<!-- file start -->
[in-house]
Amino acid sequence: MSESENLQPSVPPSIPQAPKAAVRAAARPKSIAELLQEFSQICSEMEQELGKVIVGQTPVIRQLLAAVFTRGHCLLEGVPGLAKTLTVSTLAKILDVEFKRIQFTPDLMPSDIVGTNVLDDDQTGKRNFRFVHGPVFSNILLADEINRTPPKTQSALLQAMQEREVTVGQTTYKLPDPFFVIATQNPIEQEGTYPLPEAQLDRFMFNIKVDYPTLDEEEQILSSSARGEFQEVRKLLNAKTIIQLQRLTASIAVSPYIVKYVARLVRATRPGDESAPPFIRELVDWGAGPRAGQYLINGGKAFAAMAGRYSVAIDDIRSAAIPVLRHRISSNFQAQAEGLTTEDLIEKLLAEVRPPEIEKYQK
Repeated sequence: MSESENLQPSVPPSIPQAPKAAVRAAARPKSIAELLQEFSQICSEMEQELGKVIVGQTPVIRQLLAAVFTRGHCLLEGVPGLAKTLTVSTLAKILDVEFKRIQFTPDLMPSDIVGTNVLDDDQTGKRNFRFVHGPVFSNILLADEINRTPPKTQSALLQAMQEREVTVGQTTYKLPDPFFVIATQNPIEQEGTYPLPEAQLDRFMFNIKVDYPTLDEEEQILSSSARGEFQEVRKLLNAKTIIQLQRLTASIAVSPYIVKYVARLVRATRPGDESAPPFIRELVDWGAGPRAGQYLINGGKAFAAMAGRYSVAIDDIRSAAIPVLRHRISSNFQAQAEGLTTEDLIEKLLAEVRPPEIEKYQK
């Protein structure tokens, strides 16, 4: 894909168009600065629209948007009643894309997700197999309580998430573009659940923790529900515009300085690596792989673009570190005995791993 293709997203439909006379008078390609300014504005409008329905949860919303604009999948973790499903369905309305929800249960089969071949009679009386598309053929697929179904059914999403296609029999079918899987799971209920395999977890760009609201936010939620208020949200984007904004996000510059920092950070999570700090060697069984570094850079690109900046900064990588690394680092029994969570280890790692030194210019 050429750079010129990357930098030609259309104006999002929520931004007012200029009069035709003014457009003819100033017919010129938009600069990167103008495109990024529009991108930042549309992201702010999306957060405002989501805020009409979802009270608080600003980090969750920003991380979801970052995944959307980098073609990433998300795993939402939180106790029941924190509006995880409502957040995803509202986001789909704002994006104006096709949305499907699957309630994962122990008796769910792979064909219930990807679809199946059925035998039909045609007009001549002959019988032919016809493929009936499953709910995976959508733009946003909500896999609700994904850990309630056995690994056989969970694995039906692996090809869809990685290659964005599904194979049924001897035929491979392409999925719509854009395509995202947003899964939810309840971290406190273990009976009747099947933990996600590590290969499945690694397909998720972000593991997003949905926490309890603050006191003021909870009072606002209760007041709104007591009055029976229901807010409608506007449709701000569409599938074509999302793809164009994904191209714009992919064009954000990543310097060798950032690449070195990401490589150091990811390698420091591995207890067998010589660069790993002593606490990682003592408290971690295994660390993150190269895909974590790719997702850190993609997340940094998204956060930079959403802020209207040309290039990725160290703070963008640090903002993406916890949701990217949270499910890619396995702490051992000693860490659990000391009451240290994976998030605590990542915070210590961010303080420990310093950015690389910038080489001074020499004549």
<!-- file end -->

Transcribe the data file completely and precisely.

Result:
[in-house]
Amino acid sequence: MSESENLQPSVPPSIPQAPKAAVRAAARPKSIAELLQEFSQICSEMEQELGKVIVGQTPVIRQLLAAVFTRGHCLLEGVPGLAKTLTVSTLAKILDVEFKRIQFTPDLMPSDIVGTNVLDDDQTGKRNFRFVHGPVFSNILLADEINRTPPKTQSALLQAMQEREVTVGQTTYKLPDPFFVIATQNPIEQEGTYPLPEAQLDRFMFNIKVDYPTLDEEEQILSSSARGEFQEVRKLLNAKTIIQLQRLTASIAVSPYIVKYVARLVRATRPGDESAPPFIRELVDWGAGPRAGQYLINGGKAFAAMAGRYSVAIDDIRSAAIPVLRHRISSNFQAQAEGLTTEDLIEKLLAEVRPPEIEKYQK
Repeated sequence: MSESENLQPSVPPSIPQAPKAAVRAAARPKSIAELLQEFSQICSEMEQELGKVIVGQTPVIRQLLAAVFTRGHCLLEGVPGLAKTLTVSTLAKILDVEFKRIQFTPDLMPSDIVGTNVLDDDQTGKRNFRFVHGPVFSNILLADEINRTPPKTQSALLQAMQEREVTVGQTTYKLPDPFFVIATQNPIEQEGTYPLPEAQLDRFMFNIKVDYPTLDEEEQILSSSARGEFQEVRKLLNAKTIIQLQRLTASIAVSPYIVKYVARLVRATRPGDESAPPFIRELVDWGAGPRAGQYLINGGKAFAAMAGRYSVAIDDIRSAAIPVLRHRISSNFQAQAEGLTTEDLIEKLLAEVRPPEIEKYQK
């Protein structure tokens, strides 16, 4: 894909168009600065629209948007009643894309997700197999309580998430573009659940923790529900515009300085690596792989673009570190005995791993 293709997203439909006379008078390609300014504005409008329905949860919303604009999948973790499903369905309305929800249960089969071949009679009386598309053929697929179904059914999403296609029999079918899987799971209920395999977890760009609201936010939620208020949200984007904004996000510059920092950070999570700090060697069984570094850079690109900046900064990588690394680092029994969570280890790692030194210019 050429750079010129990357930098030609259309104006999002929520931004007012200029009069035709003014457009003819100033017919010129938009600069990167103008495109990024529009991108930042549309992201702010999306957060405002989501805020009409979802009270608080600003980090969750920003991380979801970052995944959307980098073609990433998300795993939402939180106790029941924190509006995880409502957040995803509202986001789909704002994006104006096709949305499907699957309630994962122990008796769910792979064909219930990807679809199946059925035998039909045609007009001549002959019988032919016809493929009936499953709910995976959508733009946003909500896999609700994904850990309630056995690994056989969970694995039906692996090809869809990685290659964005599904194979049924001897035929491979392409999925719509854009395509995202947003899964939810309840971290406190273990009976009747099947933990996600590590290969499945690694397909998720972000593991997003949905926490309890603050006191003021909870009072606002209760007041709104007591009055029976229901807010409608506007449709701000569409599938074509999302793809164009994904191209714009992919064009954000990543310097060798950032690449070195990401490589150091990811390698420091591995207890067998010589660069790993002593606490990682003592408290971690295994660390993150190269895909974590790719997702850190993609997340940094998204956060930079959403802020209207040309290039990725160290703070963008640090903002993406916890949701990217949270499910890619396995702490051992000693860490659990000391009451240290994976998030605590990542915070210590961010303080420990310093950015690389910038080489001074020499004549």